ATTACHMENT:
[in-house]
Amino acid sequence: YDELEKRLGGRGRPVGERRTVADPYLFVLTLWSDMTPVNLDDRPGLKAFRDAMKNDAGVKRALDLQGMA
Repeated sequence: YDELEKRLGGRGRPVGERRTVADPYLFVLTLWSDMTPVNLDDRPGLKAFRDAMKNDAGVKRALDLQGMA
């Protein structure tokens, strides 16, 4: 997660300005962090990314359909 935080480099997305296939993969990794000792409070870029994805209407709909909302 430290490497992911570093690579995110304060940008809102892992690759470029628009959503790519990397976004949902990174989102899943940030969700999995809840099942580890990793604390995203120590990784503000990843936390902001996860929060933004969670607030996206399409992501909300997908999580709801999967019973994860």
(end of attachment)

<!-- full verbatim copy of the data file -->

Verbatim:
[in-house]
Amino acid sequence: YDELEKRLGGRGRPVGERRTVADPYLFVLTLWSDMTPVNLDDRPGLKAFRDAMKNDAGVKRALDLQGMA
Repeated sequence: YDELEKRLGGRGRPVGERRTVADPYLFVLTLWSDMTPVNLDDRPGLKAFRDAMKNDAGVKRALDLQGMA
């Protein structure tokens, strides 16, 4: 997660300005962090990314359909 935080480099997305296939993969990794000792409070870029994805209407709909909302 430290490497992911570093690579995110304060940008809102892992690759470029628009959503790519990397976004949902990174989102899943940030969700999995809840099942580890990793604390995203120590990784503000990843936390902001996860929060933004969670607030996206399409992501909300997908999580709801999967019973994860």